23 The invitation takes the form of a conditional clause—“If only you’d respond” (NEB). Wisdom is firmly resolved to pour out her words (lit., “my breath,” a metonymy for words spoken, and not in the sense of “my spirit”) on those who respond. Like a copious spring she will gush forth to them.
23 After the aside about the religious affections of mockers and fools, Wisdom again addresses the overgrown, unresponsive youths, calling them to turn back (or repent, tāšûbû); there is still hope for them (see ch. 9), but not forever (see vv. 29–31 and the inclusio “turn away” in v. 32). Šûb has the central meaning of “having moved in a particular direction to move thereupon in the opposite direction.…” Its original physical notion gives way metaphorically to the psychic-spiritual turning of the heart (see 2:2) away from evil to good, from folly to wisdom, so that it becomes the most important term for repentance in the Bible. In 1:23 its physical and psychological meanings become attenuated. She pleads with the heretofore-unresponsive youths to turn back and listen to her rebuke. She identifies her sermon as a rebuke (or correction, tôkaḥat), whose root meaning, “to determine what is right,” belonged in the sphere of judicial proceedings. Out of the 16 occurrences of tôkaḥat, it is paired with mûsār (“instruction”) nine times. In 3:11 the father’s instruction is equated with the Lord’s. The marks of a “wild donkey’s colt” (cf. Job 11:12) is that he considers himself wise (26:5, 12; cf. 3:7), and, correlatively, these cocksure fellows are contemptuous toward their teachers. This description of the foolish son in contrast to the prudent is found as early as Ptah-hotep (ca. 2450 b.c.). The Mosaic law prescribed that parents stone a stubborn and rebellious child (Deut. 21:18–21). “This provision did not spring from an inflated sense of the wisdom and authority of parents, but from a very sober sense of the importance of the family as the basis for nourishing the lives of individuals and the life of the community.…” When referred to someone in the wrong, tôkaḥat means “to reprimand,” “to call to account,” its meaning in its 16 occurrences, out of 24, in Proverbs. If they turn back, their action will in itself imply their repentance, for they will have humbled themselves and acknowledged that Wisdom is right and that they have been in the wrong in nursing their love to be careless and free of her discipline. In the parallel v. 23b, she resolves to deliver her harsh sermon found in vv. 24–27. The introductory demonstrative see (hinnēh) points to her intention and arrests their attention to what she is about to say, as in 2 Chr. 25:19. I will pour forth (ʾabbîʿâ) connotes an uncontrollable or uncontrolled gushing forth, like that, for example, of the swollen waters of a wadi. The metaphor expresses “the free pouring forth of thoughts and words, for the mouth is conceived of as a fountain (cf. 18:4; with Matt 12:34).” In the Hiphil its object is usually an utterance in speech, as here. My thoughts (rûḥî [lit. “my spirit”]; see n. 17) are obviously brought to expression in the parallel, my words (deboray; see 1:6), and refer to her denunciation of them in vv. 24–27. To you (lākem), not “upon you” (ʿalêkem), notes Emerton. The parallel “to pour out to you,” I will make known to you (ʾôdîʿâ) means that they will so internalize her spirited speech that they will never forget it. When the threatened judgment falls, however, it will be too late to respond.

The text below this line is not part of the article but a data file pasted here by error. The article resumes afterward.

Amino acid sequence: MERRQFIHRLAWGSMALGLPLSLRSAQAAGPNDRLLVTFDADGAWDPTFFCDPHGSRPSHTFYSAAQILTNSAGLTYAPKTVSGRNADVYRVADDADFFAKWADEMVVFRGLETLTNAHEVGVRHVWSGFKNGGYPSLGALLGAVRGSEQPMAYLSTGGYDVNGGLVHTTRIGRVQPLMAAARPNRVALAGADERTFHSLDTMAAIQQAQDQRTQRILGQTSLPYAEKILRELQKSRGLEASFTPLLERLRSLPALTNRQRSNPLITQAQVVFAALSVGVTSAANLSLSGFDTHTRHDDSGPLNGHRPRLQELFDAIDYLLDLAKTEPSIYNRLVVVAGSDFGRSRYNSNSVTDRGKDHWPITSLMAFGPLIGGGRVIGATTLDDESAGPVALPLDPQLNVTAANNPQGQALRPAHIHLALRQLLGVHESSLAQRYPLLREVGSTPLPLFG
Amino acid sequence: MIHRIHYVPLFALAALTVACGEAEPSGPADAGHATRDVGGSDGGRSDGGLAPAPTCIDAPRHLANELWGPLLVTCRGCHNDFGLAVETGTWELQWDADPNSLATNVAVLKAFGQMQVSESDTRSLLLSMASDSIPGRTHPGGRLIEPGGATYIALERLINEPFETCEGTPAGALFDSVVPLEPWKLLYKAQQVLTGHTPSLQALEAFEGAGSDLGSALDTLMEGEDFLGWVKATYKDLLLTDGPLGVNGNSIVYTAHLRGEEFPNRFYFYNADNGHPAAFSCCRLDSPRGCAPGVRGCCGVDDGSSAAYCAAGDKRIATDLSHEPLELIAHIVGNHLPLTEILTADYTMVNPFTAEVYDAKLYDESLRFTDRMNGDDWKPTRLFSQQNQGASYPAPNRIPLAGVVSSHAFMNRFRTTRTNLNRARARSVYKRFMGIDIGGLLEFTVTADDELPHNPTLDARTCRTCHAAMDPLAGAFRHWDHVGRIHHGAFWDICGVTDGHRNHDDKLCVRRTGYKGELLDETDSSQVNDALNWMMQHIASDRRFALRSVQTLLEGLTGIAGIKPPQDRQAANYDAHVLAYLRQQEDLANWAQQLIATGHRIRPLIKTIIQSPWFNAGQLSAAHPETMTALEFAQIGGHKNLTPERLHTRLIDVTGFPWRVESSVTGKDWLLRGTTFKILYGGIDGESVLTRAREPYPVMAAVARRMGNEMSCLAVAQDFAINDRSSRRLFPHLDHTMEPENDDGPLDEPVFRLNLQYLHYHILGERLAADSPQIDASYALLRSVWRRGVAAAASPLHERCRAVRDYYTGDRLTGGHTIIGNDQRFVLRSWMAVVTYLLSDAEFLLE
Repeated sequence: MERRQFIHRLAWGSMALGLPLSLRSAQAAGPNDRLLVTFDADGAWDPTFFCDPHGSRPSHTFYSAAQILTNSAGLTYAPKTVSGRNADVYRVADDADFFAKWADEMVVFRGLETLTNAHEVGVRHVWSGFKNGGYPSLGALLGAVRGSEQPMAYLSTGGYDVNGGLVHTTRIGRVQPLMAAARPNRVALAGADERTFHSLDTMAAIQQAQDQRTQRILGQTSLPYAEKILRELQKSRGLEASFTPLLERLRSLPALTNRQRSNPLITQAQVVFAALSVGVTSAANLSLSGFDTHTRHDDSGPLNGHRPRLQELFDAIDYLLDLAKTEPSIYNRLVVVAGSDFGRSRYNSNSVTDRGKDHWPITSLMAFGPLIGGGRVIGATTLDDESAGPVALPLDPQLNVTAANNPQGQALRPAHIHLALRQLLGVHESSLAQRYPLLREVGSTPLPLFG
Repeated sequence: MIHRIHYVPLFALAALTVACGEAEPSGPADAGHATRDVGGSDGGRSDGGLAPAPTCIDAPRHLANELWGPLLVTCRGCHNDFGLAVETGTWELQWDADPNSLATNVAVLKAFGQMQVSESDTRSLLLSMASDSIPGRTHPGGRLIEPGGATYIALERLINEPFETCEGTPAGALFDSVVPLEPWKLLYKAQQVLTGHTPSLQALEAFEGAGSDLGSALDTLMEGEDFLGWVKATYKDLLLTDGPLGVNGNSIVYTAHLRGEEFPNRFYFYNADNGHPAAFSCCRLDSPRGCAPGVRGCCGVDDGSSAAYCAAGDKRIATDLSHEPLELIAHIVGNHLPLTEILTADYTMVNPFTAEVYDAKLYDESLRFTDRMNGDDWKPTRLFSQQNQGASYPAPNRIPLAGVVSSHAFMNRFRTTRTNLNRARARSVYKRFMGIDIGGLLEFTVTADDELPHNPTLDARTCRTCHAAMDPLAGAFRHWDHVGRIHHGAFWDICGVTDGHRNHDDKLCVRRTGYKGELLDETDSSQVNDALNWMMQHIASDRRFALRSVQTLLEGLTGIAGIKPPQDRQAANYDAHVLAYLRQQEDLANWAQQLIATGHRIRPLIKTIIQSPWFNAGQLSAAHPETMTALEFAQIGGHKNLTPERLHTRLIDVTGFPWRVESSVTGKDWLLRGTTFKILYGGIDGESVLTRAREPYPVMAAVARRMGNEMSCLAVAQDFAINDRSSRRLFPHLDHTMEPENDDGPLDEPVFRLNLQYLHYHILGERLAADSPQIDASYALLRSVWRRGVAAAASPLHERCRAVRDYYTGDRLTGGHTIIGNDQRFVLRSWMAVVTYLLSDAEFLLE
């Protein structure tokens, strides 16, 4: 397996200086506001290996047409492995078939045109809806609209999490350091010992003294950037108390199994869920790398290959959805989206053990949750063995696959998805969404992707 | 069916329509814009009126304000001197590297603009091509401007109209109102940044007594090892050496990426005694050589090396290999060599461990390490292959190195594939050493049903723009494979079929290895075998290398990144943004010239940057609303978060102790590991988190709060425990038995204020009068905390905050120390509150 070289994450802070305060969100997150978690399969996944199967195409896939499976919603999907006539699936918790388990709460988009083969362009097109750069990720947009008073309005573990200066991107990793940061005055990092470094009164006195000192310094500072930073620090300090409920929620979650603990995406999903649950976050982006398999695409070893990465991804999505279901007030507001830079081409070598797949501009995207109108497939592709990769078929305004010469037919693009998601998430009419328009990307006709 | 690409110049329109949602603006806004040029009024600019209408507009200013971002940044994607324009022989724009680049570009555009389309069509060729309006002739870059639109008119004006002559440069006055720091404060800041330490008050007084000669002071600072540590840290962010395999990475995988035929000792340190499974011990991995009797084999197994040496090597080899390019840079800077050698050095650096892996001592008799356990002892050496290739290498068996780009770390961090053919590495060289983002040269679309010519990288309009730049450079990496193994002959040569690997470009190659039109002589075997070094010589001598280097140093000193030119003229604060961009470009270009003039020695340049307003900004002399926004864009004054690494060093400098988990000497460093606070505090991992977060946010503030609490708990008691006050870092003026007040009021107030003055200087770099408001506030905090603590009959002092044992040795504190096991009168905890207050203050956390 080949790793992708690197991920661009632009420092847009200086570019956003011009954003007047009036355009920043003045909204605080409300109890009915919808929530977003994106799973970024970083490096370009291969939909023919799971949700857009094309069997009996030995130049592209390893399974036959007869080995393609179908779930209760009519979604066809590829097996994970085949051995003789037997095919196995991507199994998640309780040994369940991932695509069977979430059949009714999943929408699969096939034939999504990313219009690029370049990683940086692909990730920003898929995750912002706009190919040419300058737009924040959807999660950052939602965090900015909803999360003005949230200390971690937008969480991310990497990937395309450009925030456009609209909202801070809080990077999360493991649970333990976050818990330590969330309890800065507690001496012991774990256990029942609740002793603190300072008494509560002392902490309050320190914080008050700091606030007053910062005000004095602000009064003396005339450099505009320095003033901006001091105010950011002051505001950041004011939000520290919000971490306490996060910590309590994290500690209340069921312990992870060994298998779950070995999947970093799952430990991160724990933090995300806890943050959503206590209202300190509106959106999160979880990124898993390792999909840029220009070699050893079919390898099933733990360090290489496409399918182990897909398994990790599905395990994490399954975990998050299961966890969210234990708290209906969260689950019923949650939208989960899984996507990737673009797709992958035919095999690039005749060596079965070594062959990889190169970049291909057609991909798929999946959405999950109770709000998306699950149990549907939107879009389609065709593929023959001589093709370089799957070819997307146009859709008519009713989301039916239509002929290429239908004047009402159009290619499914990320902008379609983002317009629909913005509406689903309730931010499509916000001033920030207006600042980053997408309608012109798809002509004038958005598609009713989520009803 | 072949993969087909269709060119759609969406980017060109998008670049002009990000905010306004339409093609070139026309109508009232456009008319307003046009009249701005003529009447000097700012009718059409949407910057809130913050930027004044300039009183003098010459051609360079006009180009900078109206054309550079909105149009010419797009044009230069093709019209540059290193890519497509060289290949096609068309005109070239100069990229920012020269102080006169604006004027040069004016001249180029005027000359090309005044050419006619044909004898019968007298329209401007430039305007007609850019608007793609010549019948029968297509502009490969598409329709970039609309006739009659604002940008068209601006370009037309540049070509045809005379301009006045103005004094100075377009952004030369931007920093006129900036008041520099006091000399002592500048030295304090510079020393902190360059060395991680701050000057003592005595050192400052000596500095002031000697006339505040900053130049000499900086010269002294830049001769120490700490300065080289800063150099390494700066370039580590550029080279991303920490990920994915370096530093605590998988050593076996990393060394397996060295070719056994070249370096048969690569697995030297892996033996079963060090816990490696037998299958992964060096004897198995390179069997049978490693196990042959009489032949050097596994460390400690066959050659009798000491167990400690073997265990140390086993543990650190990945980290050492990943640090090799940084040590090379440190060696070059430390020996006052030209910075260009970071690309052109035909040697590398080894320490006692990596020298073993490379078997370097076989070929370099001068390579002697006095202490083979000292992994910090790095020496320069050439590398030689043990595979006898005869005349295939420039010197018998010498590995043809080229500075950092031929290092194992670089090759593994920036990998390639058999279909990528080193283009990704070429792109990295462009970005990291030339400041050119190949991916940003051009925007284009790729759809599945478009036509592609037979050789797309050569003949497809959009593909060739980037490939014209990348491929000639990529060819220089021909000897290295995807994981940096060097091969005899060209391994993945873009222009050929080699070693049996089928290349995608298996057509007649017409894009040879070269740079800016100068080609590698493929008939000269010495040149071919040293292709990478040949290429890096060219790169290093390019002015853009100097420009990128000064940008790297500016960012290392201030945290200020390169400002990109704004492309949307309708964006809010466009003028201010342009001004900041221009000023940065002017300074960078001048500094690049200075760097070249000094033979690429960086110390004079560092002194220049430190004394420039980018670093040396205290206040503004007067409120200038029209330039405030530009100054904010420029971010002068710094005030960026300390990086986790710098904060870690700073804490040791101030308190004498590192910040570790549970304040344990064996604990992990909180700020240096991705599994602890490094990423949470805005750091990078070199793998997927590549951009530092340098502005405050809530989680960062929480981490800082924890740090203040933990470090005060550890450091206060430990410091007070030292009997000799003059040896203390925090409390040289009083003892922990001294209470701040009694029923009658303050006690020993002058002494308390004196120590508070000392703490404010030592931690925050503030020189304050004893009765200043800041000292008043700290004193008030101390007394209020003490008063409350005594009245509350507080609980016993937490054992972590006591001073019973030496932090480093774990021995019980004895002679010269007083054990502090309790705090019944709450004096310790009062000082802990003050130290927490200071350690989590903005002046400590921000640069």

Wisdom promises blessing to those who repent (v. 23)
There is hope, however, that fools can change if they will only heed the voice of Wisdom, who offers to pour out her spirit upon the listener. Who would refuse such a wonderful and gracious invitation? Do you realize that you have been a fool? If so, you are well on your way to wisdom. Seek wisdom from God who will not refuse you (James 1:5).
1:23 This verse may be understood in two ways. First, it may mean,